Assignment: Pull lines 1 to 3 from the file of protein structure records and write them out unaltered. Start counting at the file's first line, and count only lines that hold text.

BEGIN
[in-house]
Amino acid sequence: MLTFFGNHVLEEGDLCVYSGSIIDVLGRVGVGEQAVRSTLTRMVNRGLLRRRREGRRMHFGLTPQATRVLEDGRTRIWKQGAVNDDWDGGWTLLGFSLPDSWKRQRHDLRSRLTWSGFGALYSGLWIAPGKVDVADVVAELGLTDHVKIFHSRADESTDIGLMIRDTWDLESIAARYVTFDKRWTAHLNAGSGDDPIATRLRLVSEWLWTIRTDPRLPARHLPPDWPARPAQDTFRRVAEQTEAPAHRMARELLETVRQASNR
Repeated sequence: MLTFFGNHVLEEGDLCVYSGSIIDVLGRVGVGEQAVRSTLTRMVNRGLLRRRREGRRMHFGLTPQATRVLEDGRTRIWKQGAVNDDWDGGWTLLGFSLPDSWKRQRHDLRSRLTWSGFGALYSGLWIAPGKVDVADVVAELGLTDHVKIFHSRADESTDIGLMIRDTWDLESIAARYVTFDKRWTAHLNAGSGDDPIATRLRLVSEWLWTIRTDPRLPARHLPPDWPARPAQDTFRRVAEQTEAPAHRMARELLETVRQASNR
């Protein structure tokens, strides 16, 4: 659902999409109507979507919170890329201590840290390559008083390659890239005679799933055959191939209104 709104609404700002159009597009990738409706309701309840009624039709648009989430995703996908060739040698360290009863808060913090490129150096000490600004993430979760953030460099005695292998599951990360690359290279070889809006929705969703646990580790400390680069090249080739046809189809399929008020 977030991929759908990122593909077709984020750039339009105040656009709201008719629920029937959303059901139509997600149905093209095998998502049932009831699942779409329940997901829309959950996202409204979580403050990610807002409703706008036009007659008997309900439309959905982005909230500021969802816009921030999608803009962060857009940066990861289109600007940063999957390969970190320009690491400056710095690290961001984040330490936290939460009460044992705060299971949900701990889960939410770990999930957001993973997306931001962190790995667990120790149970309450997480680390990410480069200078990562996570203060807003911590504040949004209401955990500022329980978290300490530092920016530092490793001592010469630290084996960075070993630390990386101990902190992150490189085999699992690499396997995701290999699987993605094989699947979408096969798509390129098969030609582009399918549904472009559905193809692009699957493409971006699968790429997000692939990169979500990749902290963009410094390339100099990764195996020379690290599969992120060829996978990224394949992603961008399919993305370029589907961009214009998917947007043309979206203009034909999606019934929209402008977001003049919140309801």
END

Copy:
[in-house]
Amino acid sequence: MLTFFGNHVLEEGDLCVYSGSIIDVLGRVGVGEQAVRSTLTRMVNRGLLRRRREGRRMHFGLTPQATRVLEDGRTRIWKQGAVNDDWDGGWTLLGFSLPDSWKRQRHDLRSRLTWSGFGALYSGLWIAPGKVDVADVVAELGLTDHVKIFHSRADESTDIGLMIRDTWDLESIAARYVTFDKRWTAHLNAGSGDDPIATRLRLVSEWLWTIRTDPRLPARHLPPDWPARPAQDTFRRVAEQTEAPAHRMARELLETVRQASNR
Repeated sequence: MLTFFGNHVLEEGDLCVYSGSIIDVLGRVGVGEQAVRSTLTRMVNRGLLRRRREGRRMHFGLTPQATRVLEDGRTRIWKQGAVNDDWDGGWTLLGFSLPDSWKRQRHDLRSRLTWSGFGALYSGLWIAPGKVDVADVVAELGLTDHVKIFHSRADESTDIGLMIRDTWDLESIAARYVTFDKRWTAHLNAGSGDDPIATRLRLVSEWLWTIRTDPRLPARHLPPDWPARPAQDTFRRVAEQTEAPAHRMARELLETVRQASNR